A late split in the pack on the hilly stage to Fisterre allowed Giro d'Italia winner Vincenzo Nibali to move ahead of American Chris Horner and claim the lead.
"I'm surprised, I had no idea there was a gap and didn't know I was leader, I was on the team bus," said Nibali, who was rushed back to the finish area in a team van so he could accept the leader's jersey.
"I wasn't looking for the leader's jersey, all I wanted to do was stay in the front group and keep things under control," he added.
"I knew that Chris and his team wanted to keep the lead, you could see that from the way they worked hard on the front on a difficult stage all day."
Nibali now leads by three seconds from Horner with Ireland's Nicolas Roche eight seconds further back.
"I got boxed in, the split was right at the finish and there was no way to move out in any direction," Horner, who finished 26th, six seconds back, told Reuters.
The American, who at nearly 42 became the oldest Grand Tour leader when he captured the top spot on Monday, said he would attack in the mountains to try to get the leader's jersey back later in the race.
As the pack fragmented on the ascent to Fisterre lighthouse on Galicia's Atlantic coastline, Moreno put aside his usual duties as lieutenant for overall contender and Katusha team mate Joaquim Rodriguez by sprinting to victory.
A late attack by Swiss Fabian Cancellara brought the former Olympic and world time trial Champion to within a few metres of Moreno, who dug deep to claim the second Vuelta victory of his career. Australian Michael Matthews was third.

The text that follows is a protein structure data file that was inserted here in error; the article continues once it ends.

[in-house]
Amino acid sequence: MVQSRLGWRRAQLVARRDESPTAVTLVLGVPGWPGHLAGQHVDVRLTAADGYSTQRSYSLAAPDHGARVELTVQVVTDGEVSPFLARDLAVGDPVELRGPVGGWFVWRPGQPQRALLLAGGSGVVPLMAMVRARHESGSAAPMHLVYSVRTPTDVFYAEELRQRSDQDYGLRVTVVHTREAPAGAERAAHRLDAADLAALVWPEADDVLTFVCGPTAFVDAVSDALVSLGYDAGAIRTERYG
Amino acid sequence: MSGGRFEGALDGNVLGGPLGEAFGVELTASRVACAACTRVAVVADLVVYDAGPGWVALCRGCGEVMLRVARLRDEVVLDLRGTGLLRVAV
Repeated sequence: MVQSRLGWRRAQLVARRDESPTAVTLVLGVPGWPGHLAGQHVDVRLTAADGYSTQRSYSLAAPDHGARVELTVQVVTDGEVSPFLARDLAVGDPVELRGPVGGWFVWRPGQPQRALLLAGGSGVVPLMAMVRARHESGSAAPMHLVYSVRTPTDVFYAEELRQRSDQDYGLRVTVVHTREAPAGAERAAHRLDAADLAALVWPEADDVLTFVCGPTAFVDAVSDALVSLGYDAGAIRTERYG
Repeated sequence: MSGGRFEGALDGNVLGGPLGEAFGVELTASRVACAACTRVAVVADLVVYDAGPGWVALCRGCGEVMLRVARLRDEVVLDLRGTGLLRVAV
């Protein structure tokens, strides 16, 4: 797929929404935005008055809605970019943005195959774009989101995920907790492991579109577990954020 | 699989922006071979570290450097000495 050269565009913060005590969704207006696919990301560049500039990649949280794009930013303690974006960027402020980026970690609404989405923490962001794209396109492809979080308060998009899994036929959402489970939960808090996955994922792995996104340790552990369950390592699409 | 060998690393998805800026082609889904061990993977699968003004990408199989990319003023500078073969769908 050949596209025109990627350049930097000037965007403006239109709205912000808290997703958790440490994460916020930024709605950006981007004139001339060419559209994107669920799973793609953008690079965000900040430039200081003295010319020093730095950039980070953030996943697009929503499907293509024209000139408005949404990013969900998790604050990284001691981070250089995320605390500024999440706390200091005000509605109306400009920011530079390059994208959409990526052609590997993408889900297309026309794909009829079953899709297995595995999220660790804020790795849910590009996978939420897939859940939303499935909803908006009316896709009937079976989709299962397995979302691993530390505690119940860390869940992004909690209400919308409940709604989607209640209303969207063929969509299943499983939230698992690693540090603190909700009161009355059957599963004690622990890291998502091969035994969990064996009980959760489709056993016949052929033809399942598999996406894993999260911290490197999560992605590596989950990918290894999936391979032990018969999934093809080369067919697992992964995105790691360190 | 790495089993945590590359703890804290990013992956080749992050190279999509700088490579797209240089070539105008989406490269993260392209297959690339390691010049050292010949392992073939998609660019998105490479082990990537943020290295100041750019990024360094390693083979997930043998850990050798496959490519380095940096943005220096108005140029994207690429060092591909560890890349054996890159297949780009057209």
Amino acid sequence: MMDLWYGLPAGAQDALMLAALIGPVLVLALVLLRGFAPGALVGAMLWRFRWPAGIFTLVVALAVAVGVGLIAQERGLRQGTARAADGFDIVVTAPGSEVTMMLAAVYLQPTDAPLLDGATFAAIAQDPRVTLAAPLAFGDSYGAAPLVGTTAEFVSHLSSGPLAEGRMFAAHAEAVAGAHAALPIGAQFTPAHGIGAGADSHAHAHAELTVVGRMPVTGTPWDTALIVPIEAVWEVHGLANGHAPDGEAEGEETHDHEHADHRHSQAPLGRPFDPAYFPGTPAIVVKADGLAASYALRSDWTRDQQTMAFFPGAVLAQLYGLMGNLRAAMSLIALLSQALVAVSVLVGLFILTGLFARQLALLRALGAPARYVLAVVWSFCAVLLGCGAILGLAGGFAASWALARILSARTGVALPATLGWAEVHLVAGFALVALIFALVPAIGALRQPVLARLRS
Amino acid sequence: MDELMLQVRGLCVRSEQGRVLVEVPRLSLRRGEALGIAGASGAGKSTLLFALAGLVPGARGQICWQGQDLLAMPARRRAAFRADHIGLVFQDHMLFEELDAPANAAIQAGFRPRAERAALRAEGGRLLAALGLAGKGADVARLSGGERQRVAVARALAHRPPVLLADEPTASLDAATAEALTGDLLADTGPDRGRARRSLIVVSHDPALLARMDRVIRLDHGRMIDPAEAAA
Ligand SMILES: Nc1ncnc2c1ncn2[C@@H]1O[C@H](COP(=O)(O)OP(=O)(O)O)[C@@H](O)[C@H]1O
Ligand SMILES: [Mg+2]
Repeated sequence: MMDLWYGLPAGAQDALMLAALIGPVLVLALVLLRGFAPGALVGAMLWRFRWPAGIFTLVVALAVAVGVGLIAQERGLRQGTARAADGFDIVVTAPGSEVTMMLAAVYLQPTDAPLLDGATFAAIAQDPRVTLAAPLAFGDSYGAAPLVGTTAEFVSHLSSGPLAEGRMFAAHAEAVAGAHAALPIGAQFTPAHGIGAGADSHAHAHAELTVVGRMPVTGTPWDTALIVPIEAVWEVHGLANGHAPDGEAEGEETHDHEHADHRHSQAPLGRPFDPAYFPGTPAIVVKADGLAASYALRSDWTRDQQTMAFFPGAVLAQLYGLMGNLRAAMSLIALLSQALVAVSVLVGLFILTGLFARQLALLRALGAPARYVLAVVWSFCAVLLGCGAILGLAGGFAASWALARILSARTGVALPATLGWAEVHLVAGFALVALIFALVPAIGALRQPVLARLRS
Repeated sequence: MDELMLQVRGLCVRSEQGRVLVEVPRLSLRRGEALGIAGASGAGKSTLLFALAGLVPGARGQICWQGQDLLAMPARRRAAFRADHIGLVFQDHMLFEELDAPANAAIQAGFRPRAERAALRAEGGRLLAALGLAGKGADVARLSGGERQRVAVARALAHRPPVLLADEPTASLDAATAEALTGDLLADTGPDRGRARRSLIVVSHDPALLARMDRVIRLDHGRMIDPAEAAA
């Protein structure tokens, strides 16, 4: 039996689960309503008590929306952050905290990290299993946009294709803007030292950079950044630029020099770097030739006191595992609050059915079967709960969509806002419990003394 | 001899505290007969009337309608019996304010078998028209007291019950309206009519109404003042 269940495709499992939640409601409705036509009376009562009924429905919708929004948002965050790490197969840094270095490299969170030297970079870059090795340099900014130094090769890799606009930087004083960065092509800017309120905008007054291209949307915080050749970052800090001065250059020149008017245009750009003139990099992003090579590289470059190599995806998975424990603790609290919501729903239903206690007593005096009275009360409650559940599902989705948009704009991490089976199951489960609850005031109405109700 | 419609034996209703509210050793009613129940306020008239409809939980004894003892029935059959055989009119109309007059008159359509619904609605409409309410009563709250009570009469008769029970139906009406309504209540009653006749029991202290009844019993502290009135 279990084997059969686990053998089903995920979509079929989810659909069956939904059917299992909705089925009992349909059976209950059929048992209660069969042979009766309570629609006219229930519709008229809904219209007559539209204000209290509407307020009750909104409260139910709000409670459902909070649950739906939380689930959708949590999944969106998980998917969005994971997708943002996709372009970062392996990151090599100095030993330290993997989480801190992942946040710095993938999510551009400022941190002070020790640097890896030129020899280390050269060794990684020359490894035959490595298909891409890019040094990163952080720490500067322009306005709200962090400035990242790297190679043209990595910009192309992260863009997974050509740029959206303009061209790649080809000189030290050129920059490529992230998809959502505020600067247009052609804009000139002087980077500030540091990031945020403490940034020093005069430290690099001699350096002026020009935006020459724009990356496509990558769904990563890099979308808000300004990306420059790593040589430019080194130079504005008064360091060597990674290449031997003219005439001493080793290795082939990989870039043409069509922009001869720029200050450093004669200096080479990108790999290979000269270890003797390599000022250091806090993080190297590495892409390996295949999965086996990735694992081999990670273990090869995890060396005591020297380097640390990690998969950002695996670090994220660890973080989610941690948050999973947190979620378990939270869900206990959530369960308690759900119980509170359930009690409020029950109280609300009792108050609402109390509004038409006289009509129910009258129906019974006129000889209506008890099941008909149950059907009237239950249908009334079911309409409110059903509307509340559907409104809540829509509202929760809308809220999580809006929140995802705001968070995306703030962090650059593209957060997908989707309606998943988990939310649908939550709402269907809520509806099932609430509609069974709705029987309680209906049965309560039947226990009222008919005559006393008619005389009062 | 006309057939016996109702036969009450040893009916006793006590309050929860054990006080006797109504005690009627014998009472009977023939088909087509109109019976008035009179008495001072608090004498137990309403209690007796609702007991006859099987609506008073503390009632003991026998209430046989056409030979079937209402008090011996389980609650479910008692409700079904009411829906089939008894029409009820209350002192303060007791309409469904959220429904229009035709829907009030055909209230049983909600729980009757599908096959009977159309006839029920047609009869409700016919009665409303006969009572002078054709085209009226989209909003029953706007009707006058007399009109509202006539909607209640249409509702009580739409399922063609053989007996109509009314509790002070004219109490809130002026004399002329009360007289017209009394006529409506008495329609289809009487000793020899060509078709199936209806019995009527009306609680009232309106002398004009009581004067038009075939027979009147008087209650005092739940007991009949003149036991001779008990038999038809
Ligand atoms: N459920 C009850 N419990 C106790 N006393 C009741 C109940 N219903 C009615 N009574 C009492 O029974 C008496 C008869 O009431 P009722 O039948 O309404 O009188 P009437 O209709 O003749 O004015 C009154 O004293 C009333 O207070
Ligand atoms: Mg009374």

Moreno, winner of the Fleche Wallone Classic in the spring, said he had told his room mate Joaquim Rodriguez that he wanted to win the stage.
"He said to go for it," Moreno told reporters.
After moving up to eighth place overall, eight places ahead of Rodriguez thanks to Tuesday's win, Moreno said there would not be a switch in the leadership in his favour after his strong race start.
"I will be back to work for Joaquim again tomorrow although stage nine's summit finish is another personal target," he said.
1. Daniel Moreno (Spain / Katusha) 4:37:47"
2. Fabian Cancellara (Switzerland / RadioShack) ST
3. Michael Matthews (Australia / Orica)
4. Gianni Meersman (Belgium / Omega Pharma - Quick-Step)
5. Bauke Mollema (Netherlands / Belkin)
6. Edvald Boasson Hagen (Norway / Team Sky)
7. Rinaldo Nocentini (Italy / AG2R)
8. Warren Barguil (France / Argos)
9. Sergio Henao (Colombia / Team Sky)
10. Nicolas Roche (Ireland / Saxo - Tinkoff)
1. Vincenzo Nibali (Italy / Astana) 14:15:30"
2. Chris Horner (U.S. / RadioShack) +3"
3. Nicolas Roche (Ireland / Saxo - Tinkoff) +8"
4. Haimar Zubeldia (Spain / RadioShack) +16"
5. Alejandro Valverde (Spain / Movistar) +21"
6. Robert Kiserlovski (Croatia / RadioShack) +26"
7. Rigoberto Uran (Colombia / Team Sky) +28"
8. Daniel Moreno (Spain / Katusha) +31"
9. Roman Kreuziger (Czech Republic / Saxo - Tinkoff) +42"
10. Bartosz Huzarski (Poland / NetApp) +45"
- Sports & Recreation
- Chris Horner
- Vincenzo Nibali
- Joaquim Rodriguez
- Nicolas Roche
- Daniel Moreno